[PHOTO: J.D. Cuban]

One of the classic features of Augusta National, and hundreds of other courses around the world, is pine straw. Those long thing pine needles cover large swaths of ground bordering fairways and often come into play on wayward shots.

If you want to know how to deal with pine straw – and loose impediments in general – in terms of removing them and playing your next shot without penalty, read on.

In a moment we’ll address why you might have seen a ball move on a PGA Tour telecast as a result of someone moving loose impediments, and that golfer was not penalised. Before we do that, let’s cover a quick refresher on the do’s and don’ts of these natural objects.

If your ball is near pine straw, pebbles, leaves, grass blades, twigs – any natural objects that are not fixed or growing, solidly embedded in the ground or sticking to the ball – you’re allowed to move them anywhere on the golf course. Yep, that now includes penalty areas and bunkers. Some of this, like removing stones from bunkers or water hazards, etc. is a departure from the former Rules of Golf, so that might surprise you.

There are two exceptions to legally removing loose impediments:

1. Before replacing a ball that was lifted or moved from anywhere except the putting green, you cannot deliberately remove a loose impediment that, if moved before the ball was lifted or moved, would probably have caused the ball to move. The penalty for doing so is one stroke, but the loose impediment does not need to be replaced.

2. When a ball is in motion, you can’t remove a loose impediment that might affect where the ball comes to rest. This is true even if the action didn’t actually affect where the ball stopped.

Getting back to conditions at tournaments like last week’s Masters, or other pro events, you might see a player carefully investigating his lie in pine straw – crouching down, looking sideways and underneath the golf ball – trying to ascertain if he can slide a needle or two away from the ball without moving it. This is where confusion might set in on your end.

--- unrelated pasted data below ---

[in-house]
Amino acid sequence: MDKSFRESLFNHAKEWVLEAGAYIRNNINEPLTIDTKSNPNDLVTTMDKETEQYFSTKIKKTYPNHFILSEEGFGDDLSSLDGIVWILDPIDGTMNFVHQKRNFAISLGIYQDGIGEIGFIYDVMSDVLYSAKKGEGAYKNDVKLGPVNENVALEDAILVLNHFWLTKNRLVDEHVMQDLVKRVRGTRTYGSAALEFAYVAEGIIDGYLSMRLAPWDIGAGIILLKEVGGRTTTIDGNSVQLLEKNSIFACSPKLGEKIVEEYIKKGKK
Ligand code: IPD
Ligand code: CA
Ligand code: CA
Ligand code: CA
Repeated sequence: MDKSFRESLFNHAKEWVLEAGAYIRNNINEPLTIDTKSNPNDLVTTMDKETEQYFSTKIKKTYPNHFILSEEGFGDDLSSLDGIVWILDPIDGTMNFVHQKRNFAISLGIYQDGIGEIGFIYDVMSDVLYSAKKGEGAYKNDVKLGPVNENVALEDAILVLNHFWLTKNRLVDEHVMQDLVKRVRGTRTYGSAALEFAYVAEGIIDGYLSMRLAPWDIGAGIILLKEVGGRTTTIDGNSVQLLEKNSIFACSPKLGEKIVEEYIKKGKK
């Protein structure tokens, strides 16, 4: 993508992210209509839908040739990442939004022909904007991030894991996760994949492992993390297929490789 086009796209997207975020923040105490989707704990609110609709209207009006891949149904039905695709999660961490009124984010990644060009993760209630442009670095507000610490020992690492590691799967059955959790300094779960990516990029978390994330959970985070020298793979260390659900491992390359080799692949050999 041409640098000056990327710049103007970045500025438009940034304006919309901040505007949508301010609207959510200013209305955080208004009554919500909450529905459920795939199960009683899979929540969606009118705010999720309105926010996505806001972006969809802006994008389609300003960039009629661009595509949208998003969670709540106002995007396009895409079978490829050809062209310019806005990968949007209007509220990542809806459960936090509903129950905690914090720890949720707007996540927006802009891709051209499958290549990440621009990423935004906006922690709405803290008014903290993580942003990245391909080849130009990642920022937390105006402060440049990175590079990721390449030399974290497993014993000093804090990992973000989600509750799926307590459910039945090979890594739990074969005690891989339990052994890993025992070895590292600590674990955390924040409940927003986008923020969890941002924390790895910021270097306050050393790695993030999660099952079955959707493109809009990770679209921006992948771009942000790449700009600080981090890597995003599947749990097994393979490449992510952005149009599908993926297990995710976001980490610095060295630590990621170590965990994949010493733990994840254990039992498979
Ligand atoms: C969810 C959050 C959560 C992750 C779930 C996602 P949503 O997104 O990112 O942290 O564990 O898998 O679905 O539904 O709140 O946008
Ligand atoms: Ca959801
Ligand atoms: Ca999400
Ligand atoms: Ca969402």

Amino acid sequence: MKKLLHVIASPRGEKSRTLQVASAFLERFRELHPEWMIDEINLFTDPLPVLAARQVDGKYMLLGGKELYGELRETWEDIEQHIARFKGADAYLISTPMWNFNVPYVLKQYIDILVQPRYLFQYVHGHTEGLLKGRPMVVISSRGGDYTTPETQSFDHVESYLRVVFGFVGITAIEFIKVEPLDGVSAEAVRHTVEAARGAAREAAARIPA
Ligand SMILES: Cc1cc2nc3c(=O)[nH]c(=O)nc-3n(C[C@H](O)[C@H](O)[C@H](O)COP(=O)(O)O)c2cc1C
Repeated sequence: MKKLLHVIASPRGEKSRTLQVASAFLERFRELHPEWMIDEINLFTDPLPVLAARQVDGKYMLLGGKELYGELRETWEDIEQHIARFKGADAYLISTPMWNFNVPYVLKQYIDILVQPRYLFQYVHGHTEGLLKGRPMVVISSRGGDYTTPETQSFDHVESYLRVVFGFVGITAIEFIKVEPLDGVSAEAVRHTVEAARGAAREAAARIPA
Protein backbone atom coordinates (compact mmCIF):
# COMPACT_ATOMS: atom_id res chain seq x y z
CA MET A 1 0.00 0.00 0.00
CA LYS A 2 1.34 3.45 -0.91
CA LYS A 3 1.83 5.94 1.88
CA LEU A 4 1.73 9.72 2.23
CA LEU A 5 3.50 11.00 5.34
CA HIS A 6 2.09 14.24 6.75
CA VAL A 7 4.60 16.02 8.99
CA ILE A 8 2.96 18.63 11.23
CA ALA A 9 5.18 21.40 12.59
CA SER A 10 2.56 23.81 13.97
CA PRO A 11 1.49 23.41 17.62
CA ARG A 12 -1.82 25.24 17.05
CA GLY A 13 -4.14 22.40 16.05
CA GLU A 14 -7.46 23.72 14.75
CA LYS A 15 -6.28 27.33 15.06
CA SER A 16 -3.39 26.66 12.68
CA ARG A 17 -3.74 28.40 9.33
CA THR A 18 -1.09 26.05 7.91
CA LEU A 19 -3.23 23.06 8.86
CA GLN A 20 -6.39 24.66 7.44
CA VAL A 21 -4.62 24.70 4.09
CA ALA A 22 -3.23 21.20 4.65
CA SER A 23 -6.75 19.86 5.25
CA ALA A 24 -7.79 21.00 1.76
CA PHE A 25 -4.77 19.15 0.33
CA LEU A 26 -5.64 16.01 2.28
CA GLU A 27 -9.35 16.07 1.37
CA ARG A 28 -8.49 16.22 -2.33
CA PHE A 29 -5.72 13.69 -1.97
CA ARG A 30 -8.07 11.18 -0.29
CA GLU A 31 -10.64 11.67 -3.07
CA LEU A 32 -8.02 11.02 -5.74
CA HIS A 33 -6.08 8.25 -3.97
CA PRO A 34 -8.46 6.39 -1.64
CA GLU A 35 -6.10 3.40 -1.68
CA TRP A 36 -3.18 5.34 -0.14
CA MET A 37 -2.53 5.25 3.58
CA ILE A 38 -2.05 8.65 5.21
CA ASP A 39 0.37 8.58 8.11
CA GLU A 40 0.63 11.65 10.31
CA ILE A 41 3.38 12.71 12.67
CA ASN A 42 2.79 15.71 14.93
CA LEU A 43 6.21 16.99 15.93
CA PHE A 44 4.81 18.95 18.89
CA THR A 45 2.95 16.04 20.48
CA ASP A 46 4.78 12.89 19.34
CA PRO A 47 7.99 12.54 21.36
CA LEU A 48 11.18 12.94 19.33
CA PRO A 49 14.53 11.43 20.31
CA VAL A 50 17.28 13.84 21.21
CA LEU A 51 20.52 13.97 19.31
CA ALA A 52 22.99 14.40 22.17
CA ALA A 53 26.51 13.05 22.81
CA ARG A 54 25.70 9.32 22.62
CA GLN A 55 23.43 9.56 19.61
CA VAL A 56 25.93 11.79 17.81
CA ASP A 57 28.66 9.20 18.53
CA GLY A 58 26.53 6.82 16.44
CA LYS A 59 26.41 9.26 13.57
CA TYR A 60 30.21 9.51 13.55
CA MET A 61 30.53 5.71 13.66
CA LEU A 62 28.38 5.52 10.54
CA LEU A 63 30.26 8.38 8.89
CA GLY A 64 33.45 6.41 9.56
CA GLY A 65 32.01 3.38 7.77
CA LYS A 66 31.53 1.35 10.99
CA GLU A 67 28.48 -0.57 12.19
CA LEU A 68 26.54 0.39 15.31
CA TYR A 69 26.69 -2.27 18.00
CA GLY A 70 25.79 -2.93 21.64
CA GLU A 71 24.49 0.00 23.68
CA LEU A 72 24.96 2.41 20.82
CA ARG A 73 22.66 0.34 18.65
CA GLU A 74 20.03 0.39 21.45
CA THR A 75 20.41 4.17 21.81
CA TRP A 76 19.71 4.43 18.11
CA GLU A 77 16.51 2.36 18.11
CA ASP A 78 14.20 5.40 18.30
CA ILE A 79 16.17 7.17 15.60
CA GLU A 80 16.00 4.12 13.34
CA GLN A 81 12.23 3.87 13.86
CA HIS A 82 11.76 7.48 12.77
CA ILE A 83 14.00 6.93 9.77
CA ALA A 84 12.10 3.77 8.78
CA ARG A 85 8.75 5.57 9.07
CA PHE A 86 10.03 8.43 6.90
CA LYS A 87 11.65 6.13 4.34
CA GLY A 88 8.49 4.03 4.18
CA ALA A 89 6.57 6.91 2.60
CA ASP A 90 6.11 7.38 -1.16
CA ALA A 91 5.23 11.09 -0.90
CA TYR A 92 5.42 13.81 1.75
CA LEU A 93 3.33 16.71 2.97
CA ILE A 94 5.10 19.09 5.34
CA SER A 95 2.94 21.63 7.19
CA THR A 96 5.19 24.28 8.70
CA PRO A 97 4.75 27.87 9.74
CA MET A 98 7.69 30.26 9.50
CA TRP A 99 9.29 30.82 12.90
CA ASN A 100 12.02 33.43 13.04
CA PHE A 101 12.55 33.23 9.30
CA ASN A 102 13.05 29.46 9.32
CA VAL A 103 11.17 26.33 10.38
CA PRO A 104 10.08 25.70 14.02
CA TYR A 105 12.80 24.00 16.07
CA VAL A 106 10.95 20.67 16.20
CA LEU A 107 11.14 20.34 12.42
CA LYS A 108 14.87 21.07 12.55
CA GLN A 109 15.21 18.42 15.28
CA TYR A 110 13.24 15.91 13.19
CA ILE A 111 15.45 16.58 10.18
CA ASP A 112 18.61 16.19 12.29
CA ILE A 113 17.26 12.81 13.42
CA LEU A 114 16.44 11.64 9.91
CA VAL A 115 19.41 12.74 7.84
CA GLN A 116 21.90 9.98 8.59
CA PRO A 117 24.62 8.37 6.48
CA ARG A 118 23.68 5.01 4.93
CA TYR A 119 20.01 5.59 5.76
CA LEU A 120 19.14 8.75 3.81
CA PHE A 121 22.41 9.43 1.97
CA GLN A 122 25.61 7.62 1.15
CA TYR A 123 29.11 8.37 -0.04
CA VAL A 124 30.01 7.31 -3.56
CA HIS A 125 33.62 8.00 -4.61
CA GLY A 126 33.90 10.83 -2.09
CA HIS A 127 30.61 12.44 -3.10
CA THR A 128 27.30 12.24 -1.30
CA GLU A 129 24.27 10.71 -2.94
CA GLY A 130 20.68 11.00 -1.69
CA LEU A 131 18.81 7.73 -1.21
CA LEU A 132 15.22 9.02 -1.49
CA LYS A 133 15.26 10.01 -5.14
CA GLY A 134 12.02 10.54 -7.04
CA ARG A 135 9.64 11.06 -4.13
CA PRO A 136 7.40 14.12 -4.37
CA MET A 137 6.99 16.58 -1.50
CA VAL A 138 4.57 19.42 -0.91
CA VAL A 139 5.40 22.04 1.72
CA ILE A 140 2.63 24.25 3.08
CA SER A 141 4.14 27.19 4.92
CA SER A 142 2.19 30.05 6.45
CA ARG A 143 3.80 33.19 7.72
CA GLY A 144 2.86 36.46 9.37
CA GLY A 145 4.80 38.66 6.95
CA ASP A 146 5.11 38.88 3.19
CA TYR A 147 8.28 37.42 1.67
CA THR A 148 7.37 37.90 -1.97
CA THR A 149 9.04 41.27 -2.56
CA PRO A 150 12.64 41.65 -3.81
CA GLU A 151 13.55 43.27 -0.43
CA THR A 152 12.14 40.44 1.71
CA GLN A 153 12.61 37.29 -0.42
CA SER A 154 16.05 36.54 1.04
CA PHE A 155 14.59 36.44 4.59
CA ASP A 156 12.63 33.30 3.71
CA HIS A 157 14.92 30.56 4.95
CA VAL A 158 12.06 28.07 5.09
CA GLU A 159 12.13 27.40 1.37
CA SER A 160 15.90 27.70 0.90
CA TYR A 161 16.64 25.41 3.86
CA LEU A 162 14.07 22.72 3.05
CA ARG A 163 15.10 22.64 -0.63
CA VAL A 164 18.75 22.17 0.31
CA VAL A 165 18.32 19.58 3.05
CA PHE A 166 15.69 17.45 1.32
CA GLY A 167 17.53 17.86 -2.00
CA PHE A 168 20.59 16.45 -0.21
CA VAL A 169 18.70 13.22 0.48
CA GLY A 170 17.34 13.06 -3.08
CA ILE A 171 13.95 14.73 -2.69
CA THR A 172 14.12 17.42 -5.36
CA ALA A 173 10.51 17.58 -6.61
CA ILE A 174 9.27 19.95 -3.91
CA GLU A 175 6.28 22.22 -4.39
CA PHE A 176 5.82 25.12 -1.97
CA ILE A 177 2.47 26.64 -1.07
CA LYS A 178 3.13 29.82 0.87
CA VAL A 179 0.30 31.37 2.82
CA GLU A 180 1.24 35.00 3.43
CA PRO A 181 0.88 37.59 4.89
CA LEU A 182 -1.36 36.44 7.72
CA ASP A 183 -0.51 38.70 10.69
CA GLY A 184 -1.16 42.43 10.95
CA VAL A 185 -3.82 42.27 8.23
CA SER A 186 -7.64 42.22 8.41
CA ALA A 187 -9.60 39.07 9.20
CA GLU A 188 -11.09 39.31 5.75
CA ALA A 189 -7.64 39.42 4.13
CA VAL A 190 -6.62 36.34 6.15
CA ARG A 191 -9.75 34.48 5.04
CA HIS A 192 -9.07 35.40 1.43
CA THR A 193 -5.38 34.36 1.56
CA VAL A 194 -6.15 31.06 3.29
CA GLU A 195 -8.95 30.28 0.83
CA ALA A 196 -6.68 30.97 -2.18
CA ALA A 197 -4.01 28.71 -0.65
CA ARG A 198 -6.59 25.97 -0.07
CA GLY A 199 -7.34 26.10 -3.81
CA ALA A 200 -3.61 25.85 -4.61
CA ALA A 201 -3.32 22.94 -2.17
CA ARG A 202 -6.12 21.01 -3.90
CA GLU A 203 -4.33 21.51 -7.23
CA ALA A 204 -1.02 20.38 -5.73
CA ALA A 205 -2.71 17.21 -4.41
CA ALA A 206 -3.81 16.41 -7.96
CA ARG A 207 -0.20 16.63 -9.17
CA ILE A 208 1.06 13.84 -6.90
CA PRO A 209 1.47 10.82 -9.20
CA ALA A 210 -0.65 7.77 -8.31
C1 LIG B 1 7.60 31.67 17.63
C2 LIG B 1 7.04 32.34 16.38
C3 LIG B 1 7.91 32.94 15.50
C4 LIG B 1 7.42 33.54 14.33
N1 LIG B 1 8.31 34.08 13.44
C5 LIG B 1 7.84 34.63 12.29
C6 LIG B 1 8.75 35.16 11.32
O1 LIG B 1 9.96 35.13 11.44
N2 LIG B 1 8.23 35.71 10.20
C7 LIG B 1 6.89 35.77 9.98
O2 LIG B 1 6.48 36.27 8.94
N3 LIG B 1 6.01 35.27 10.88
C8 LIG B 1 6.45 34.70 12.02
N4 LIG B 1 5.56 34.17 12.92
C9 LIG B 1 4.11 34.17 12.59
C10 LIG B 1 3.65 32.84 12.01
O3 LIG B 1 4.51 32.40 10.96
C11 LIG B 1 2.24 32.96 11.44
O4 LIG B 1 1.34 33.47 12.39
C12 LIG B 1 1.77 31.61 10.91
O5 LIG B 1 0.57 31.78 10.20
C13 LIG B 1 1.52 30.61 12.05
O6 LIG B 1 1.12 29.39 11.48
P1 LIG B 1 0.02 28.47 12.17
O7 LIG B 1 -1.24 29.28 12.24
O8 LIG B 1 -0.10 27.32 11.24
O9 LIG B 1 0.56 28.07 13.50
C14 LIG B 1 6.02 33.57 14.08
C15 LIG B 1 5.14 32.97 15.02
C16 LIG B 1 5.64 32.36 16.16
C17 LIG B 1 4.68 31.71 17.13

You might see said player remove some pine straw, even some needles that are a few inches away, and the ball might appear to move. You’d think that’s a penalty. And it might be. But the question you have to ask is: did the ball at rest leave its original spot and come to rest on any other spot? Furthermore, can that movement be seen by the naked eye or only when a high-resolution TV camera zooms in and catches it happening?

If you recall in March at the Arnold Palmer Invitational, Wyndham Clark’s ball appeared to move as he soled his club behind it on the 18th hole of the third round. Turns out, Clark did nothing wrong, the ball returned to its original spot. However, this is a classic example of how players can find themselves mired in a social-media controversy for doing something that merely “appears” to be inappropriate. At the Masters, Xander Schauffele even spoke about the fact that he was nervous in this very kind of situation – his ball being in the pine straw during the third round – given how social-media rules “experts” are watching.

“On 15, that was a little bit more of a doctored situation for me,” Schauffele said. “I had to take two twigs out from the ball, and everyone was staring at me and the cameras were there. I was feeling pretty nervous. Probably the most nervous I’ve been, to be honest.”

The lesson is to be careful when you’re playing with “pick-up sticks” or any other loose impediments. Should you mess up and cause your ball to move as a result of moving a twig, leaf, etc., replace the ball on its original spot (or estimate if you’re not sure) and take a one-stroke penalty.


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